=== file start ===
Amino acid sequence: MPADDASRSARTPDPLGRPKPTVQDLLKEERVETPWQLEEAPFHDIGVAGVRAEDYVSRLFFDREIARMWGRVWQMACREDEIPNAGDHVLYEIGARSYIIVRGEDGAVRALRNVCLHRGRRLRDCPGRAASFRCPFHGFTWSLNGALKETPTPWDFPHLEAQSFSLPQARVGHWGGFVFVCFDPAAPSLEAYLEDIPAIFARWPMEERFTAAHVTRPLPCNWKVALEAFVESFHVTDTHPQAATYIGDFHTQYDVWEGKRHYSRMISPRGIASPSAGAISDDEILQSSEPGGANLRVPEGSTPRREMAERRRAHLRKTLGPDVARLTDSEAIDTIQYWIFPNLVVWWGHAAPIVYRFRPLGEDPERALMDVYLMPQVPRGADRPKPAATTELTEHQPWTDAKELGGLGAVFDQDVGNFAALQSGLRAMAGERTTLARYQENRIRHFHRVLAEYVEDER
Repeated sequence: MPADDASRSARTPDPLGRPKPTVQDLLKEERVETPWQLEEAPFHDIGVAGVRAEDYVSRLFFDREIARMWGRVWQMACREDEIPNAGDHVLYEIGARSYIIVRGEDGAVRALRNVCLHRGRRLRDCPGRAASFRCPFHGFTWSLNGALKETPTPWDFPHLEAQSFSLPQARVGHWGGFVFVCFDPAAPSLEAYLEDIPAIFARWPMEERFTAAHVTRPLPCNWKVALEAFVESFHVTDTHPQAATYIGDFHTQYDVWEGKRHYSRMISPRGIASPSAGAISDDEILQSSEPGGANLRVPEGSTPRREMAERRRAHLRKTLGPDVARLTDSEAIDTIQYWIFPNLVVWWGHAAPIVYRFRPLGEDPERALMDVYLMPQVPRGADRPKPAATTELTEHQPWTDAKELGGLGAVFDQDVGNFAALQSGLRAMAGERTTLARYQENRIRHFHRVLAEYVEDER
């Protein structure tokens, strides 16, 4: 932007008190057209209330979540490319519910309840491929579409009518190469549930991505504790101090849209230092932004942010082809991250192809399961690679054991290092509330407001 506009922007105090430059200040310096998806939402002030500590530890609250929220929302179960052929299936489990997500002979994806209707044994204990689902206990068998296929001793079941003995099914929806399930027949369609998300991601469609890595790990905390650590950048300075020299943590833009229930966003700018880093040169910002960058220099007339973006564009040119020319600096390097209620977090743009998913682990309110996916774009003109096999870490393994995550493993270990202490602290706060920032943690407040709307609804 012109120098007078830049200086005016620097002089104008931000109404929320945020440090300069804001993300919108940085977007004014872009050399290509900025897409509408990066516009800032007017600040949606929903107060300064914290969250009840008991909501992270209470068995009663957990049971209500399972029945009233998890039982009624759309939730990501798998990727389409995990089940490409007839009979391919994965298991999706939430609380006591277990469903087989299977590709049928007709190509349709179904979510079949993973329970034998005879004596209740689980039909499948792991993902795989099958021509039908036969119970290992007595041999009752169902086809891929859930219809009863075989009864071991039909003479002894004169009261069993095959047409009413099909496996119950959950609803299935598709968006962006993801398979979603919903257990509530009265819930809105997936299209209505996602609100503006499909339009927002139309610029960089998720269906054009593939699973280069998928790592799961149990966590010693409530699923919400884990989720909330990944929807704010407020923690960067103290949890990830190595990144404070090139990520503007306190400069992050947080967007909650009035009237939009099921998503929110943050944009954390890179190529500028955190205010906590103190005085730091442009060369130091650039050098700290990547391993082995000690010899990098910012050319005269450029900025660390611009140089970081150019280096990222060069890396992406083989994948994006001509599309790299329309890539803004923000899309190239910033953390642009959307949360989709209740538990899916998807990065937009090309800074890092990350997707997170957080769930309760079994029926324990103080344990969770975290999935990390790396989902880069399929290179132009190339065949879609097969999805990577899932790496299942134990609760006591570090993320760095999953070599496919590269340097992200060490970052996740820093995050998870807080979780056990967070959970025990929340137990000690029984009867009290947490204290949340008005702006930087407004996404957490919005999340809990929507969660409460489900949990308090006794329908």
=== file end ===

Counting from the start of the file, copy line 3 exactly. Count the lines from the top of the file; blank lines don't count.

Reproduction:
């Protein structure tokens, strides 16, 4: 932007008190057209209330979540490319519910309840491929579409009518190469549930991505504790101090849209230092932004942010082809991250192809399961690679054991290092509330407001 506009922007105090430059200040310096998806939402002030500590530890609250929220929302179960052929299936489990997500002979994806209707044994204990689902206990068998296929001793079941003995099914929806399930027949369609998300991601469609890595790990905390650590950048300075020299943590833009229930966003700018880093040169910002960058220099007339973006564009040119020319600096390097209620977090743009998913682990309110996916774009003109096999870490393994995550493993270990202490602290706060920032943690407040709307609804 012109120098007078830049200086005016620097002089104008931000109404929320945020440090300069804001993300919108940085977007004014872009050399290509900025897409509408990066516009800032007017600040949606929903107060300064914290969250009840008991909501992270209470068995009663957990049971209500399972029945009233998890039982009624759309939730990501798998990727389409995990089940490409007839009979391919994965298991999706939430609380006591277990469903087989299977590709049928007709190509349709179904979510079949993973329970034998005879004596209740689980039909499948792991993902795989099958021509039908036969119970290992007595041999009752169902086809891929859930219809009863075989009864071991039909003479002894004169009261069993095959047409009413099909496996119950959950609803299935598709968006962006993801398979979603919903257990509530009265819930809105997936299209209505996602609100503006499909339009927002139309610029960089998720269906054009593939699973280069998928790592799961149990966590010693409530699923919400884990989720909330990944929807704010407020923690960067103290949890990830190595990144404070090139990520503007306190400069992050947080967007909650009035009237939009099921998503929110943050944009954390890179190529500028955190205010906590103190005085730091442009060369130091650039050098700290990547391993082995000690010899990098910012050319005269450029900025660390611009140089970081150019280096990222060069890396992406083989994948994006001509599309790299329309890539803004923000899309190239910033953390642009959307949360989709209740538990899916998807990065937009090309800074890092990350997707997170957080769930309760079994029926324990103080344990969770975290999935990390790396989902880069399929290179132009190339065949879609097969999805990577899932790496299942134990609760006591570090993320760095999953070599496919590269340097992200060490970052996740820093995050998870807080979780056990967070959970025990929340137990000690029984009867009290947490204290949340008005702006930087407004996404957490919005999340809990929507969660409460489900949990308090006794329908």